The Complaints Commissioner heard the investor purchased bonds from a company purporting to be a credit union in 2016 but before doing so checked the FCA’s register, which told them the “credit union” was authorised.
But in reality it had been dissolved in 2012, which the FCA had been aware of yet it had not updated its register because it prioritised making other updates to the list of authorised firms.
In upholding the investor’s complaint, commissioner Antony Townsend said: “Consumers have a duty to undertake their own checks to avoid scams: there are many cases of scammers using the names of properly authorised firms to dupe investors, and the FCA cannot be held responsible in such cases.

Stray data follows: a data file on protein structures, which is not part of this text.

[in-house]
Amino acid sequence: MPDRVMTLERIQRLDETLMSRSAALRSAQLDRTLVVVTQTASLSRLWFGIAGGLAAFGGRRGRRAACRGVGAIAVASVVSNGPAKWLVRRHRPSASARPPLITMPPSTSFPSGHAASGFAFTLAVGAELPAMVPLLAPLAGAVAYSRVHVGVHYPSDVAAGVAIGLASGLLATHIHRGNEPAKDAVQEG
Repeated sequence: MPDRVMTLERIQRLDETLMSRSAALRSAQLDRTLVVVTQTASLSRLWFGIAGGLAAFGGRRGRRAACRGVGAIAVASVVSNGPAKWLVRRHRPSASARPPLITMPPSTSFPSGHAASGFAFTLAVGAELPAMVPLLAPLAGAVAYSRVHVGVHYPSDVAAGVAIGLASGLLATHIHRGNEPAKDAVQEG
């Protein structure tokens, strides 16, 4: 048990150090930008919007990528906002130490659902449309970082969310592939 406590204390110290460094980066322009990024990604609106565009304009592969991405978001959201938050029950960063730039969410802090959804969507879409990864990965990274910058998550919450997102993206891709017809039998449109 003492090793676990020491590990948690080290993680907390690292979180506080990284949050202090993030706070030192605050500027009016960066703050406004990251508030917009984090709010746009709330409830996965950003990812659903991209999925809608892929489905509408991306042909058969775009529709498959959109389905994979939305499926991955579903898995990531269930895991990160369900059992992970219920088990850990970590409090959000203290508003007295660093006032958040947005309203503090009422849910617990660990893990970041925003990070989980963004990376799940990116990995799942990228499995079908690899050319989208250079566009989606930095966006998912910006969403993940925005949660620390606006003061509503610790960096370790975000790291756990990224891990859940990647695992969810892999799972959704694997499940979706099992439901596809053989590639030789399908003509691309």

“Against that, consumers are entitled to expect that the register will be kept competently.
“This was more than a simple oversight. The record clearly shows that there was an awareness of the situation, but no effective action was taken until [the] complaint was lodged. Worse, the records which I have studied give me no confidence that the responsible departments understand the seriousness of the FCA’s failings.
“While it is understandable that the FCA should be protected from general liability for consumers’ losses, this is not an ordinary case. The FCA (and the FSA before it) for some four years sat on information which should have prompted action to remove the credit union from the register.”
Mr Townsend said the FCA should not be held accountable for the entirety of the investor’s losses – which amounted to £44,275 – but instead should pay 50 per cent – or £22,137.50.